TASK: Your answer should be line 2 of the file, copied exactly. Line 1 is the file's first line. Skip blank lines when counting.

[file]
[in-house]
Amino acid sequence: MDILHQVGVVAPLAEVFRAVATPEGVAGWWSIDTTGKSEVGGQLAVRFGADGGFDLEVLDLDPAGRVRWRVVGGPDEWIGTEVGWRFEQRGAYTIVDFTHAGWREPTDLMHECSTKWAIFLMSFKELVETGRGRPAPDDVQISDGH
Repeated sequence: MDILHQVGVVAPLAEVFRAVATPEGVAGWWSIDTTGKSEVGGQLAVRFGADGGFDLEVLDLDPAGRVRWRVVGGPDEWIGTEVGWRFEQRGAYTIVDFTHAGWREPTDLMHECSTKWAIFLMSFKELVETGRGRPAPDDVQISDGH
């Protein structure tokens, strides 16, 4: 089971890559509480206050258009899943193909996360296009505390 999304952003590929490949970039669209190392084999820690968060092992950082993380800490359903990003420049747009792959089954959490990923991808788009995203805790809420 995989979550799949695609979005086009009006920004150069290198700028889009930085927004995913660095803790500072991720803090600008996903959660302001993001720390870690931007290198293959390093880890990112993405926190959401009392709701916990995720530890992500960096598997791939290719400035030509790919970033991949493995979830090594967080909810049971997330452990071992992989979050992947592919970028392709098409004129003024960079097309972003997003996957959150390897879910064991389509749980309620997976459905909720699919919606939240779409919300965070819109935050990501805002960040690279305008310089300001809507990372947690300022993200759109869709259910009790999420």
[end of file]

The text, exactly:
Amino acid sequence: MDILHQVGVVAPLAEVFRAVATPEGVAGWWSIDTTGKSEVGGQLAVRFGADGGFDLEVLDLDPAGRVRWRVVGGPDEWIGTEVGWRFEQRGAYTIVDFTHAGWREPTDLMHECSTKWAIFLMSFKELVETGRGRPAPDDVQISDGH